The City is preparing an Environmental Impact Statement (EIS) for their Mandatory Housing Affordability (MHA) program. You have the opportunity to comment on the “scoping” of the EIS, to suggest what issues the City should address. The Eastlake Community Council has prepared an excellent briefing on scoping issues. Please read it, then email your comments by 5:00 PM on Friday, Sept. 9. (Eastlake CC asks that you send additional suggestions to them at firstname.lastname@example.org.)
Archives for August 2016
— Ansel Herz (@Ansel) August 23, 2016
Thursday, September 15 at 2:00 in the afternoon, the Seattle City Council committee on Planning, Land Use and Zoning (PLUZ) will hold its one public hearing for something called the 2035 Comprehensive Plan. This is the core planning document for the city for the next 20 years – the policy basis for municipal legislation like the Land Use Code. The Comp Plan will guide what gets built and where, determining what our city will look like, and what it will be like to live in, far into the future.
The outburst of opposition to building the North Precinct “Police Bunker” was more than a protest against an overly expensive municipal construction project. It was more, even, than a protest against police abuse of racial minorities in Seattle.
The #BlockTheBunker campaign is a local expression of a national agenda that aims to deliver power to Black people and communities, and to remedy deep social grievances with origins stretching back centuries. The agenda was codified in 2015, when a national collective of more than 50 organizations called “The Movement for Black Lives” came together in Cleveland, Ohio. In the year since that convening, the group’s “Policy Table” has created a “platform” called A Vision for Black Lives: Policy Demands for Black Power, Freedom, and Justice, which was released nationally on Monday, August 1, 2016.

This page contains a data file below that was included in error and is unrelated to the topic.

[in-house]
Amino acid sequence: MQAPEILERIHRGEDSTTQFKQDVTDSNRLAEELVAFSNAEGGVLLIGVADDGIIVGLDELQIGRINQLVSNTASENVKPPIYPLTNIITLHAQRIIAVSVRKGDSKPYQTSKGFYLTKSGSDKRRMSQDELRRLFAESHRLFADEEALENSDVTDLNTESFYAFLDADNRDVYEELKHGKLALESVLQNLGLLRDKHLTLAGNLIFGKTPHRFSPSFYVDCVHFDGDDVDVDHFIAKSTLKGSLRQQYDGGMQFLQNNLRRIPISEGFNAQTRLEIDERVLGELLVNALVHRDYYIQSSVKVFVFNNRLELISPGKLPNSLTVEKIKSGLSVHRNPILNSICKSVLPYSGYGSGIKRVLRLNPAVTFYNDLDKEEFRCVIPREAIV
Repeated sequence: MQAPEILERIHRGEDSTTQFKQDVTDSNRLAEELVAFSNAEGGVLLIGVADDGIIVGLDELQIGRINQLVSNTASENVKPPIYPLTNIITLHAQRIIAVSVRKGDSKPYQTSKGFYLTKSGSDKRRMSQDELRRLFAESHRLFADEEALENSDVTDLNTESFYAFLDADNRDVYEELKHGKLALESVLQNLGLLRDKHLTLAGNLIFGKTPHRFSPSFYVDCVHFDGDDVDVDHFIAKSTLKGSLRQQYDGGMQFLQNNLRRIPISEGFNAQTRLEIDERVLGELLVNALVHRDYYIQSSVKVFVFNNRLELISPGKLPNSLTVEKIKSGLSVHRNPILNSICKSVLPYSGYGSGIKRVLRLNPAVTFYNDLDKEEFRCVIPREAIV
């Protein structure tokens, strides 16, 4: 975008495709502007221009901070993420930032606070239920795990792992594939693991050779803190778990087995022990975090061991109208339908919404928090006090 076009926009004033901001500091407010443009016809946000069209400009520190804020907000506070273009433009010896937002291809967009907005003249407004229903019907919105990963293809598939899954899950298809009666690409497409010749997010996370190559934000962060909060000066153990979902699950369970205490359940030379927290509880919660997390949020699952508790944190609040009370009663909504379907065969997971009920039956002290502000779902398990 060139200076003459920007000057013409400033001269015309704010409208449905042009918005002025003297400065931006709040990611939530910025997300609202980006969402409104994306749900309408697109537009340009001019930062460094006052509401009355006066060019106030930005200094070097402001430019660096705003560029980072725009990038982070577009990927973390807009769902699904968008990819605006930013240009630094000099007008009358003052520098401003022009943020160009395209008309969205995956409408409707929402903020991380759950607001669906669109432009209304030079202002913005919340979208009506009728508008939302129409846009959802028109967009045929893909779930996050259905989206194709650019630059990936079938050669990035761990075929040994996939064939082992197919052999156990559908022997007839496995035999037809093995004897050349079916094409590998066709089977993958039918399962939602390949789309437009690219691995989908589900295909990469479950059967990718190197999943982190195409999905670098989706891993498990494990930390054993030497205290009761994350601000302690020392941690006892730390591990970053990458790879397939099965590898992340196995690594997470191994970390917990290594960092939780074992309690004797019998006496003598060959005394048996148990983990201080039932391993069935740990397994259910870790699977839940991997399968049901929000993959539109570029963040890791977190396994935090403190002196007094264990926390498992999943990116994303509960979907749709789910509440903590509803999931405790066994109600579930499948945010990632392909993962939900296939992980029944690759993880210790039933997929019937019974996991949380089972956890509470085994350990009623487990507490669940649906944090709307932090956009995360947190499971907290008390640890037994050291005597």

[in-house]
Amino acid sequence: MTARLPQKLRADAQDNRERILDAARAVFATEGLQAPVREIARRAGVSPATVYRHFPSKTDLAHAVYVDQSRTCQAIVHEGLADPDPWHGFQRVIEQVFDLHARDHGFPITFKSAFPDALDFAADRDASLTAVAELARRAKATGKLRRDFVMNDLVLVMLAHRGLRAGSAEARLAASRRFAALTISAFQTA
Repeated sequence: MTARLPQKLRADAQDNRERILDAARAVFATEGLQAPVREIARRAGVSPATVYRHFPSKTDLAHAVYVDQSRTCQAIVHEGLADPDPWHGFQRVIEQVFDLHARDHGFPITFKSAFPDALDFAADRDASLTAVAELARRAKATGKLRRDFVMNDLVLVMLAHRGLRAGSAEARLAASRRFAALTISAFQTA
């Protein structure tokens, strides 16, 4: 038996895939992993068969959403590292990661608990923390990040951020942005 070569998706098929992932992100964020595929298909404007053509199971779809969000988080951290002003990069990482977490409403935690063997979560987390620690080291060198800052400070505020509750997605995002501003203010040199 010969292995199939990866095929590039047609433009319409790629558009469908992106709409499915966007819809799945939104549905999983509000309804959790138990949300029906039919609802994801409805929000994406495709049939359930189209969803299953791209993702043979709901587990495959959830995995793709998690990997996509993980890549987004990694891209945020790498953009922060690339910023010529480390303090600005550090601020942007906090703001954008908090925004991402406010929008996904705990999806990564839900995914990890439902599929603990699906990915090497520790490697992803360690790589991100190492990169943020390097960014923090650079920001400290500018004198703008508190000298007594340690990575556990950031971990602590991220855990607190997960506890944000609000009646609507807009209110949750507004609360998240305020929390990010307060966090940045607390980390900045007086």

The Community Police Commission just won a huge victory. On Monday, August 15, Federal judge James Robart cleared the way for the City Council to consider legislation that will create a permanent civilian oversight structure for the Seattle Police Department. This decision is the culmination of a 5-year struggle during which the Commission has fought with the judge, the Mayor, and the powerful police union.
Immediately following the judge’s decision, the Commissioners spoke to the public via “Facebook Live” from the steps of the courthouse. (This is an innovative and powerful use of this new service!)